Providing Supportive Hospital Environments to Promote the Language Development of Infants and Children Born Prematurely: Insights From Neuroscience

Jessica E. Gormley, Diane L. Williams

Research output: Contribution to journalArticle

Abstract

Introduction: Rapid neural development occurs beginning in utero and extending throughout a child's first years of life, shaped by environmental input, which is essential for language learning. If this development is disrupted by premature birth and/or related repeated hospitalizations, atypical language development may result even in the absence of severe neurologic damage. Method: This narrative review describes typical neurodevelopment associated with language and the atypical neurodevelopment often experienced by children born prematurely that can adversely affect their language development. Results: We describe evidence-based intervention strategies applicable in the hospital setting that can support the language development of young children who are born prematurely. Discussion: To promote neurodevelopmental growth that will support language learning, children born prematurely need to engage in supportive interactions with others. Awareness of evidence-based strategies can equip health care staff to provide a supportive hospital environment to promote the language development of children born premature.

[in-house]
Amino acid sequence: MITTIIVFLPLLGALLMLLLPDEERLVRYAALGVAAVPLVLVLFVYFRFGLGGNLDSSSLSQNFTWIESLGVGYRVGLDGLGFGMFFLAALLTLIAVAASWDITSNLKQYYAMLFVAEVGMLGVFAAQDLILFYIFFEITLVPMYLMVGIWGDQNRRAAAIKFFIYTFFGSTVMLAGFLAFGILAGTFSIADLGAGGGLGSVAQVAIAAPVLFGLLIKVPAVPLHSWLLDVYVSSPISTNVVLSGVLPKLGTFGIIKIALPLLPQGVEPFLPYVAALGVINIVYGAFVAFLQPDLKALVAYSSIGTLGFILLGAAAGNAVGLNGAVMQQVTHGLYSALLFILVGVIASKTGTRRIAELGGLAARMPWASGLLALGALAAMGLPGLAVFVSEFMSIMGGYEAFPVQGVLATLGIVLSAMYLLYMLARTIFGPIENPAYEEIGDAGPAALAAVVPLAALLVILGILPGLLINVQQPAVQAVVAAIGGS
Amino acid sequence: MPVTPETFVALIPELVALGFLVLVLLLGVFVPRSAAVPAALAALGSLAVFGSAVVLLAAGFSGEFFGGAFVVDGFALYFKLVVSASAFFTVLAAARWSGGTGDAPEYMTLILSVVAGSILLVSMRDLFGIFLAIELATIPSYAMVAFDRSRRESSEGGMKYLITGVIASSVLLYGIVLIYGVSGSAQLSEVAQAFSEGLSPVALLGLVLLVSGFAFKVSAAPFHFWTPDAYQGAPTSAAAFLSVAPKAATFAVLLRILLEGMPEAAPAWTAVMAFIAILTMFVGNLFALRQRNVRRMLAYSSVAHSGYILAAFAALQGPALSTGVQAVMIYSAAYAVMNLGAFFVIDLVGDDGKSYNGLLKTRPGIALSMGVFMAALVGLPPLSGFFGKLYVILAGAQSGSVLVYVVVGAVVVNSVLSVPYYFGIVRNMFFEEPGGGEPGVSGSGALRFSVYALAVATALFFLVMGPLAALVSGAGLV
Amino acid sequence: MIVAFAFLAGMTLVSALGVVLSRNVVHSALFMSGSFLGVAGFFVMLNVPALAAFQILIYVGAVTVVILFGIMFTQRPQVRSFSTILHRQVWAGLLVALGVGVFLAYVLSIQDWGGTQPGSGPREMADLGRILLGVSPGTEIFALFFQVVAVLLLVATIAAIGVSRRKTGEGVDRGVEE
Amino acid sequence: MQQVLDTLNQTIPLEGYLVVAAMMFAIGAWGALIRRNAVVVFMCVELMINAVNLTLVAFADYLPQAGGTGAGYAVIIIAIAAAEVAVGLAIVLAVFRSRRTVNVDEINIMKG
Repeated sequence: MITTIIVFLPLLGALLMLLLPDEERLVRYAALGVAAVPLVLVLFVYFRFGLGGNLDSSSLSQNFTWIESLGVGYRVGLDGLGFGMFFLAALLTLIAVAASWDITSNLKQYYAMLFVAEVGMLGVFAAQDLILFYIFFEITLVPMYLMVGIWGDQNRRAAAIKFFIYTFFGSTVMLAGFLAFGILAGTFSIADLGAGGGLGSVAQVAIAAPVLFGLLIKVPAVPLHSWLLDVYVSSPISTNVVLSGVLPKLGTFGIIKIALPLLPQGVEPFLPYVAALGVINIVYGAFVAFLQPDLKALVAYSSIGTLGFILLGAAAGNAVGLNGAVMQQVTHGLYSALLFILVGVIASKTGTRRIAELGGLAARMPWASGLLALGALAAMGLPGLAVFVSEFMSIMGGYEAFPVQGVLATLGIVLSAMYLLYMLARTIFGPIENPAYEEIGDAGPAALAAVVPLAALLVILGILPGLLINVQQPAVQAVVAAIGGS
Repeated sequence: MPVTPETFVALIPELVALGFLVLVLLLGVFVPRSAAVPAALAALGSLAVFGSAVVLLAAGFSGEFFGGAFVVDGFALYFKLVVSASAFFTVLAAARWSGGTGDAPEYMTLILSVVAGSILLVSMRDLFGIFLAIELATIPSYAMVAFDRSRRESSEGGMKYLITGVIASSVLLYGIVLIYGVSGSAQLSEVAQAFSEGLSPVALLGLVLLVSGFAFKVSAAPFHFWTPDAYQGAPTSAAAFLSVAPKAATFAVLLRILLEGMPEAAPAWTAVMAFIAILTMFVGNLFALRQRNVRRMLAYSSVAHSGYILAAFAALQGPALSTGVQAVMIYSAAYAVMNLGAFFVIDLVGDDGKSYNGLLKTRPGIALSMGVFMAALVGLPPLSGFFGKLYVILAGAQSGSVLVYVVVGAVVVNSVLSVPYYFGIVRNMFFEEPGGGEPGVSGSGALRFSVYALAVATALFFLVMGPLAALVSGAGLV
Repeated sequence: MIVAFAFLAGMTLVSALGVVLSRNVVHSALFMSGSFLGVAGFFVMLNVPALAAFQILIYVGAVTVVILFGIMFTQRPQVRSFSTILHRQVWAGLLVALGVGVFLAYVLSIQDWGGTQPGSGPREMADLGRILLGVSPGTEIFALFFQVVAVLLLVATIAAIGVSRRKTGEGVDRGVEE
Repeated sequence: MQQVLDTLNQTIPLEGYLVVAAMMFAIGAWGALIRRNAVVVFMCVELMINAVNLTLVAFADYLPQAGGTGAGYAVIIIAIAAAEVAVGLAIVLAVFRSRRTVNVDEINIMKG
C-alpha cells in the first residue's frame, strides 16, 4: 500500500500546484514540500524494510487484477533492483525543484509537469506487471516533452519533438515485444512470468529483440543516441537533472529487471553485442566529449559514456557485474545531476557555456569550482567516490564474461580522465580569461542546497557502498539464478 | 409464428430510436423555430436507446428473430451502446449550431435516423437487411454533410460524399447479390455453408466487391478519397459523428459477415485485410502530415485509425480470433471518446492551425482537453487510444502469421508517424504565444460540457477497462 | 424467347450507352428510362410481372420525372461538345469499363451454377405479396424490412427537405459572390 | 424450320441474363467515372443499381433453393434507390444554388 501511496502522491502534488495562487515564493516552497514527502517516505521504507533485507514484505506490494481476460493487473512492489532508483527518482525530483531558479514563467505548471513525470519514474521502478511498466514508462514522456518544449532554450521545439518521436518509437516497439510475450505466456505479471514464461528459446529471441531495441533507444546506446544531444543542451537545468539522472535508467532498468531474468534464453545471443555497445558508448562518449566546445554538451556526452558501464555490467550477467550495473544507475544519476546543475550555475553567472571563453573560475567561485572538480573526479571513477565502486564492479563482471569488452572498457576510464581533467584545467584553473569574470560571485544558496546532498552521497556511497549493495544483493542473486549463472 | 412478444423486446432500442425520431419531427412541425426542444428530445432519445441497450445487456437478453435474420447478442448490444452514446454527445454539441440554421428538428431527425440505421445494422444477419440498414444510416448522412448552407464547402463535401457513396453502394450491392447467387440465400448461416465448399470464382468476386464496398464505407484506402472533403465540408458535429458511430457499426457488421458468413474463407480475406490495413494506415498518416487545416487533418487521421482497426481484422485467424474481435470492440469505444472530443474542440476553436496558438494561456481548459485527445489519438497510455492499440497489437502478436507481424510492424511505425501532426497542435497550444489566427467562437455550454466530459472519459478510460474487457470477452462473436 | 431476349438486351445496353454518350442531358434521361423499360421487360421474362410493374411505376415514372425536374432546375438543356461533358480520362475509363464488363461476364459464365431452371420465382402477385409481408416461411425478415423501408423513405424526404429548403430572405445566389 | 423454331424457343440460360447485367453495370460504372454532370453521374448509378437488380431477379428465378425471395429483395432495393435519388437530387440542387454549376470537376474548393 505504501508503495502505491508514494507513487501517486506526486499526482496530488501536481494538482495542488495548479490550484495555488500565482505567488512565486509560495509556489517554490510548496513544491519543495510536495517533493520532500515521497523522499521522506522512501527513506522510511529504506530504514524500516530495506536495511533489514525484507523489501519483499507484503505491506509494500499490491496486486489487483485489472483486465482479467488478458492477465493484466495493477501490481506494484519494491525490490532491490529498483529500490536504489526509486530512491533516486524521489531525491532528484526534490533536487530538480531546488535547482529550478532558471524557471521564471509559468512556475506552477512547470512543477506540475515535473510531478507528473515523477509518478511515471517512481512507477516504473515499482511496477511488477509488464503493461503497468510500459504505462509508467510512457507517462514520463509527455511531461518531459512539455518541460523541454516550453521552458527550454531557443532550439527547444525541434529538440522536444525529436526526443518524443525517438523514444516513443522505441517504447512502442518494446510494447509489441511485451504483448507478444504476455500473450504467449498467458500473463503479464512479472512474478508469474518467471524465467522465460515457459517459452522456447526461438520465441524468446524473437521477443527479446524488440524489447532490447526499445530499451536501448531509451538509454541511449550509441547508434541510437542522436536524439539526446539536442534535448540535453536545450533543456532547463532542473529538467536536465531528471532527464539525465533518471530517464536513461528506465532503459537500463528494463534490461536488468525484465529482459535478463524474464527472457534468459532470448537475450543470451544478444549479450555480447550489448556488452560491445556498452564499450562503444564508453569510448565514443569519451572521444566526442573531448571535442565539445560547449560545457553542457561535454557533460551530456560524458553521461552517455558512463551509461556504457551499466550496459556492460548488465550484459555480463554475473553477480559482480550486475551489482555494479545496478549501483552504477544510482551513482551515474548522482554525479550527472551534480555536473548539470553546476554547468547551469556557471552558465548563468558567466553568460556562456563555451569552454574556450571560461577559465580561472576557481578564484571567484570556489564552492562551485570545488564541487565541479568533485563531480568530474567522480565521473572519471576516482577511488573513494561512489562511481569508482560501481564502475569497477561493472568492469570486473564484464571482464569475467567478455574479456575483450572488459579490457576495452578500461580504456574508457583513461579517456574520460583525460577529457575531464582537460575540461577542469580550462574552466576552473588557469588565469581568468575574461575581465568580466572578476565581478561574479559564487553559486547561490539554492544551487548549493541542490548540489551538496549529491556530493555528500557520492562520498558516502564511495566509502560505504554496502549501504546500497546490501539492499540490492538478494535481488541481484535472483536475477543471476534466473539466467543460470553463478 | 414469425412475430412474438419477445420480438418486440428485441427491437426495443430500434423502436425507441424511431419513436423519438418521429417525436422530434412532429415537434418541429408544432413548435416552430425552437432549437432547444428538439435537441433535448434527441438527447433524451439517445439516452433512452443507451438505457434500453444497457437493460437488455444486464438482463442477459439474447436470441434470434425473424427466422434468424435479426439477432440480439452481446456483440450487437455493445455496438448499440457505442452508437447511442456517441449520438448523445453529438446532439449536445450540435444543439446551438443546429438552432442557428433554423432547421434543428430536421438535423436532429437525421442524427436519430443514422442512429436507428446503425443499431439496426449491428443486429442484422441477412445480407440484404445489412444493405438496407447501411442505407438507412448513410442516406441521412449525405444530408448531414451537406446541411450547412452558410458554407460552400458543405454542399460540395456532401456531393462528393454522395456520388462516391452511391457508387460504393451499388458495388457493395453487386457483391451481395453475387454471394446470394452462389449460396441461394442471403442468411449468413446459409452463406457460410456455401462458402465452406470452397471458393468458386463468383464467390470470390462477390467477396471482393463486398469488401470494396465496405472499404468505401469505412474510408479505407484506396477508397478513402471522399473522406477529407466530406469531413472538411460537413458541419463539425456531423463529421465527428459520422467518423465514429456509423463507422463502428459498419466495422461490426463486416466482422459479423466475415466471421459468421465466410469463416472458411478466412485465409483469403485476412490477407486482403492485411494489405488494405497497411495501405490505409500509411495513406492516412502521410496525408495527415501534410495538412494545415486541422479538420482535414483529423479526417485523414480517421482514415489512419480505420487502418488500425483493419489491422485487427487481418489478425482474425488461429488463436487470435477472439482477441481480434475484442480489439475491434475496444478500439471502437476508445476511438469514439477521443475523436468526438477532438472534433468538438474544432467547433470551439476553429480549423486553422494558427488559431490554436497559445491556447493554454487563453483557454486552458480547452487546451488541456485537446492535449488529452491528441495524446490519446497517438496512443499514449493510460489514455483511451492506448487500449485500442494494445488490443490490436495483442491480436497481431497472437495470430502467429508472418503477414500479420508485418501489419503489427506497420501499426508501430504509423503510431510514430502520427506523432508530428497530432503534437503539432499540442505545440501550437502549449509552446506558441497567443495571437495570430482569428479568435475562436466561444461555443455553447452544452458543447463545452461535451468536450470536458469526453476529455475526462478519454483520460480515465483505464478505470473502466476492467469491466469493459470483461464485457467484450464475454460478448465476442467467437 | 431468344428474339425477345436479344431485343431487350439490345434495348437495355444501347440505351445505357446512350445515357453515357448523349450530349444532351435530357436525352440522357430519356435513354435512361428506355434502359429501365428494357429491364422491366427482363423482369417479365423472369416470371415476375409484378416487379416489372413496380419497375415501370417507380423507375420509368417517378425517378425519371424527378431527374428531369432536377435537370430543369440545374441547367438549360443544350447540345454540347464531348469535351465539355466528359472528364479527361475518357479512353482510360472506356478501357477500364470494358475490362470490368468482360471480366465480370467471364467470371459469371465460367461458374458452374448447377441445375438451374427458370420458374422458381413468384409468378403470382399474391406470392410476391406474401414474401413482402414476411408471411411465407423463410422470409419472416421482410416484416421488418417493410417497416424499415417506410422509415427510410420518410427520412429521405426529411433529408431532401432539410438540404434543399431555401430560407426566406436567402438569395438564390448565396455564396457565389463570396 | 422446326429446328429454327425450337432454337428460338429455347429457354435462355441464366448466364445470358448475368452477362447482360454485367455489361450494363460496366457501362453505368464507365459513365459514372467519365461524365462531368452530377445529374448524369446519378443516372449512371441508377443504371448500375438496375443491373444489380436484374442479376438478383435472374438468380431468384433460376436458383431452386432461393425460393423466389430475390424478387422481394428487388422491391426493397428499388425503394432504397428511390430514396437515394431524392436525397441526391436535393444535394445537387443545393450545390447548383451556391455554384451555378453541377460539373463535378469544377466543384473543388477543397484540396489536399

Original languageEnglish (US)
Pages (from-to)520-528
Number of pages9
JournalJournal of Pediatric Health Care
Volume33
Issue number5
DOIs
StatePublished - Sep 1 2019

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Language Development
Neurosciences
Language
Learning
Child Language
Premature Birth
Nervous System
Hospitalization
Delivery of Health Care
Growth

All Science Journal Classification (ASJC) codes

  • Pediatrics, Perinatology, and Child Health

Cite this

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abstract = "Introduction: Rapid neural development occurs beginning in utero and extending throughout a child's first years of life, shaped by environmental input, which is essential for language learning. If this development is disrupted by premature birth and/or related repeated hospitalizations, atypical language development may result even in the absence of severe neurologic damage. Method: This narrative review describes typical neurodevelopment associated with language and the atypical neurodevelopment often experienced by children born prematurely that can adversely affect their language development. Results: We describe evidence-based intervention strategies applicable in the hospital setting that can support the language development of young children who are born prematurely. Discussion: To promote neurodevelopmental growth that will support language learning, children born prematurely need to engage in supportive interactions with others. Awareness of evidence-based strategies can equip health care staff to provide a supportive hospital environment to promote the language development of children born premature.",
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